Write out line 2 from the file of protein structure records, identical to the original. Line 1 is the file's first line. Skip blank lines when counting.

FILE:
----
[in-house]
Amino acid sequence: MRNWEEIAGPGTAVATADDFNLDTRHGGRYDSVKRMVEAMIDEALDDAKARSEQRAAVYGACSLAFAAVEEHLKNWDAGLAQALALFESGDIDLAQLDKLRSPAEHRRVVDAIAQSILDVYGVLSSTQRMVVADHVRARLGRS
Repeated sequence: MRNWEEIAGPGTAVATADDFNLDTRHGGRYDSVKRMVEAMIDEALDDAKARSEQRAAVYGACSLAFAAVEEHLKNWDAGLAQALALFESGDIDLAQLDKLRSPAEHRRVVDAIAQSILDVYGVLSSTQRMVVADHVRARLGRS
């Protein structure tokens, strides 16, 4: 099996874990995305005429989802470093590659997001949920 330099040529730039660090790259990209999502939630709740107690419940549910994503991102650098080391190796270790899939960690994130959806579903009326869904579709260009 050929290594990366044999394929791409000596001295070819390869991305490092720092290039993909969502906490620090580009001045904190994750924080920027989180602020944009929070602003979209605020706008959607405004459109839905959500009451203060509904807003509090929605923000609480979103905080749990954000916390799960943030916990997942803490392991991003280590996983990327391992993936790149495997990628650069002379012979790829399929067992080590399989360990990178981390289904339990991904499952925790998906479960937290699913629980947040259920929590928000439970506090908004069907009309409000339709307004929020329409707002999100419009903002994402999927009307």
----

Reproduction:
Amino acid sequence: MRNWEEIAGPGTAVATADDFNLDTRHGGRYDSVKRMVEAMIDEALDDAKARSEQRAAVYGACSLAFAAVEEHLKNWDAGLAQALALFESGDIDLAQLDKLRSPAEHRRVVDAIAQSILDVYGVLSSTQRMVVADHVRARLGRS